Pumpkin ravioli

Two Fridays ago, with no transition at all, fall began in New York City. By the next Monday, the autumn smell was undeniable. Hooray! 

Fall is my favorite time of the year (besides Christmas of course). I love the crisp, mild weather, the sweater and boot attire, and, most obviously, the food. Rich, warm flavors, often involving lots of butter. The kind of food that you just associate to good memories. Think Thanksgiving.

Anywho, when I began to sense autumn’s presence, my thoughts naturally drifted to none other but pumpkin. I’m certainly not onto to something new, as evident with Starbucks pumpkin latte phenomenon. In fact, my friends just made delicious pumpkin whoopie pies this past weekend. I am, I suppose, a big cooking-with-pumpkin proponent. There are lots of recipes I have in mind for this fall season, but the one I decided to try first was pumpkin ravioli. I should clarify that I did not in fact handcraft the ravioli; the main ingredient was store bought. But hey, I am coming to grips with the fact that its often more sensible and enjoyable to save time with premade ingredients.

I took the recipe from Giada: ravioli with balsamic brown butter sauce. The recipe suggests cheese, mushroom or squash ravioli. I’m still confused as to whether pumpkin is considered a type of squash, but I decided regardless that it would be delicious. And I was right. The balsamic vinegar added some pizazz to the foamy butter. I’m not sure if it sounds a bit strange to some, but with such earthy flavors from the walnuts and the cheese, the tangy hint from the vinegar is actually quite nice.

The dish was not an immediate success. Lesson learned: taste test. I didn’t use exact measurements, and I served myself before trying the sauce. Mistake. I had to add more cheese and more salt. While in most cases you have to be careful not to make a dish taste salty, salt is very important to enhance and highlight different flavors. Do not underestimate its power. (Example: every Food Network star will tell you to be generous in adding salt to cook pasta)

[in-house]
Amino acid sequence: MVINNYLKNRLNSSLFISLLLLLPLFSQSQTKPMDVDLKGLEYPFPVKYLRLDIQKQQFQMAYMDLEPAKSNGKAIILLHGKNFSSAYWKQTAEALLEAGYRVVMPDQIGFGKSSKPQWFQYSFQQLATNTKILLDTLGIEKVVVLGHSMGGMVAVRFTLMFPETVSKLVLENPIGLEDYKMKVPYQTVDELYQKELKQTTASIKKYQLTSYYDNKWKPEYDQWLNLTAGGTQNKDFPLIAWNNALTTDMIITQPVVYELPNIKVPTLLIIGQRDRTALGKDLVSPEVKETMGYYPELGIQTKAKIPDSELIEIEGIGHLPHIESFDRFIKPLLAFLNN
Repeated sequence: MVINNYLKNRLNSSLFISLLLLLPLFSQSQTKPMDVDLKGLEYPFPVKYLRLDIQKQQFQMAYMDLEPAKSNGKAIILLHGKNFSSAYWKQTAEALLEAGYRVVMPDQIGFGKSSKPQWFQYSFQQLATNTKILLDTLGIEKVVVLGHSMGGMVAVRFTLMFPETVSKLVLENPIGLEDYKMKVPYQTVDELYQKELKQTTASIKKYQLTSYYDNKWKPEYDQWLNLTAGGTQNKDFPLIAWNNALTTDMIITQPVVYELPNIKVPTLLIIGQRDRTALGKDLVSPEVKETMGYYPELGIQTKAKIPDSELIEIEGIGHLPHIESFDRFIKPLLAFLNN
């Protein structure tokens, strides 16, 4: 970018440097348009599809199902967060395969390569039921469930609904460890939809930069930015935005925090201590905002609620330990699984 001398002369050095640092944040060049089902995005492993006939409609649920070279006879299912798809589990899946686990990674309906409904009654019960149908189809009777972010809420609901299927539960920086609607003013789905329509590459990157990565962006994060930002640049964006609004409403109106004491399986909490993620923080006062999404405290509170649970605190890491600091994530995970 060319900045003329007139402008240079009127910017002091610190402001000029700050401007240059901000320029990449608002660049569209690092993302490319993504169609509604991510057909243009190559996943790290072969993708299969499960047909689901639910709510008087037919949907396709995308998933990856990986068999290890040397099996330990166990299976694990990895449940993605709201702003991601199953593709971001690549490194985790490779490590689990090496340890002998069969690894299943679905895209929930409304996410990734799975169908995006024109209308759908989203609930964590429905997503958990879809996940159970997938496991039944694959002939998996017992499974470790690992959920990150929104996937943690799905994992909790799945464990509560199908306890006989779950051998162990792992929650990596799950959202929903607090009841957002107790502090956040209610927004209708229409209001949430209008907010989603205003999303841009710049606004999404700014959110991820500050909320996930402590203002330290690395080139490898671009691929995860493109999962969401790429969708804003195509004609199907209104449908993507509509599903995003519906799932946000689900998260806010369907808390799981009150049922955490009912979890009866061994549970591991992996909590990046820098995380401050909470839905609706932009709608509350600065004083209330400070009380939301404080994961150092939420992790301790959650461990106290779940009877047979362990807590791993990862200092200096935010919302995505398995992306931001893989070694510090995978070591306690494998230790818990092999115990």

Giada knows her stuff. This recipe is as simple as melting butter and grating cheese, and is a perfect after-work meal. I enjoyed this dinner with a nice cold beer and the season premiere of Glee. It was a day when all I could think was my dad’s favorite saying: life is good.

(Photo from Food Network website)

 Ravioli with Balsamic Brown Butter
Courtesy of Giada De Laurentiis

18 to 20 oz store-bought ravioli (cheese, mushroom, or squash)
6 tbsp unsalted butter
2 tbsp balsamic vinegar
1/2 tsp salt
1/4 tsp freshly ground black pepper
1/3 c toasted, chopped walnuts *
1/4 c grated Parmesan

Bring a large pot of salted water to a boil over high heat. Add the ravioli and cook 4 to 5 minutes, until tender but still firm to bite, stirring occasionally. Drain ravioli onto a large serving platter.

Meanwhile, in a medium saucepan cook the butter over medium heat, stirring occasionally. When the foam subsides, and the butter begins to turn a golden brown, about 3 minutes, turn off the heat. Let cool for about 1 minute. Stir in the balsamic vinegar, salt and pepper.

Transfer the ravioli to the saucepan with the balsamic brown butter. Sprinkle walnuts and Parmesan over the top. Serve immediately.

* To toast the walnuts, you can heat them in a skillet over medium-heat for 3-4 minutes. The walnuts have plenty of natural oils, so no need to add anything else. Stir often and heat until they become fragrant.